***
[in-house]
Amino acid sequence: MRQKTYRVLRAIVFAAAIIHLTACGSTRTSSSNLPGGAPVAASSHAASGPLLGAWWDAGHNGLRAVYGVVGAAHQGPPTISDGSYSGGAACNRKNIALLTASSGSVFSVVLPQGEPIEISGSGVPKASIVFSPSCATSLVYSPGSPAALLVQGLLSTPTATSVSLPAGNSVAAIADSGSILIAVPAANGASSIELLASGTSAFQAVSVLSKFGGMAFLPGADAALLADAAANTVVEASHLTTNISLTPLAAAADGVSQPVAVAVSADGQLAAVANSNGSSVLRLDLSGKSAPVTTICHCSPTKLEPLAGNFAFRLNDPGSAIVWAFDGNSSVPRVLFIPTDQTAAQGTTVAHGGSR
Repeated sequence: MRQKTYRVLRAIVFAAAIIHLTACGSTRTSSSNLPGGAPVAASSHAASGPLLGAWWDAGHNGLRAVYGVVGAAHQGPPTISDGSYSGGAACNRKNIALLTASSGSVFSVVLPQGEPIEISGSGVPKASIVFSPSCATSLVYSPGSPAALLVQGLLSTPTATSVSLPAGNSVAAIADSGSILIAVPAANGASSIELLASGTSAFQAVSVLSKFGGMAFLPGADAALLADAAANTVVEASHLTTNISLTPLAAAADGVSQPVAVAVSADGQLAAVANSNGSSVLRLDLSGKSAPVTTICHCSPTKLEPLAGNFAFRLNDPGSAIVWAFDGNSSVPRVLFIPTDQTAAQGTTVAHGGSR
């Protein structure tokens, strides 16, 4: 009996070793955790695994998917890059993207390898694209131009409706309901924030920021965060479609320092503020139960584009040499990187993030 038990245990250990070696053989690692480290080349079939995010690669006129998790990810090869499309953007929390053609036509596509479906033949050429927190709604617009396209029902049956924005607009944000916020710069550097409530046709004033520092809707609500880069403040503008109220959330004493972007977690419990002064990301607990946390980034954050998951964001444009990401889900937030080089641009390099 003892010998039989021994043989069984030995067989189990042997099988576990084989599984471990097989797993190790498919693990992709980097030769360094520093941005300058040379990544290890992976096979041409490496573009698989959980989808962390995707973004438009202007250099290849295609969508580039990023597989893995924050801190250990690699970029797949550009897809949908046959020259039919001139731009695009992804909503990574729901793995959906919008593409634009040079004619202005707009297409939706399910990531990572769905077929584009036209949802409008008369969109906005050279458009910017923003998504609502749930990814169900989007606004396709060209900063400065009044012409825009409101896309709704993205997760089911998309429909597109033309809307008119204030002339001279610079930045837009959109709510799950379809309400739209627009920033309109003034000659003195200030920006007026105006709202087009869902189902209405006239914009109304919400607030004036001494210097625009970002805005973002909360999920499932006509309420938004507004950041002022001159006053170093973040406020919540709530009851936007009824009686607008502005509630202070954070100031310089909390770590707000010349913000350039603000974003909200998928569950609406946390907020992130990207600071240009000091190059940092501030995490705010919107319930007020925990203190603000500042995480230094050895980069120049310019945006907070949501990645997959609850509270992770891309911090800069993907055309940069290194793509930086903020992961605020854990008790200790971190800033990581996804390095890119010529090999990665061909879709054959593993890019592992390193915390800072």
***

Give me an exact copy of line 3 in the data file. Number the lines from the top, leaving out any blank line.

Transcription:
Repeated sequence: MRQKTYRVLRAIVFAAAIIHLTACGSTRTSSSNLPGGAPVAASSHAASGPLLGAWWDAGHNGLRAVYGVVGAAHQGPPTISDGSYSGGAACNRKNIALLTASSGSVFSVVLPQGEPIEISGSGVPKASIVFSPSCATSLVYSPGSPAALLVQGLLSTPTATSVSLPAGNSVAAIADSGSILIAVPAANGASSIELLASGTSAFQAVSVLSKFGGMAFLPGADAALLADAAANTVVEASHLTTNISLTPLAAAADGVSQPVAVAVSADGQLAAVANSNGSSVLRLDLSGKSAPVTTICHCSPTKLEPLAGNFAFRLNDPGSAIVWAFDGNSSVPRVLFIPTDQTAAQGTTVAHGGSR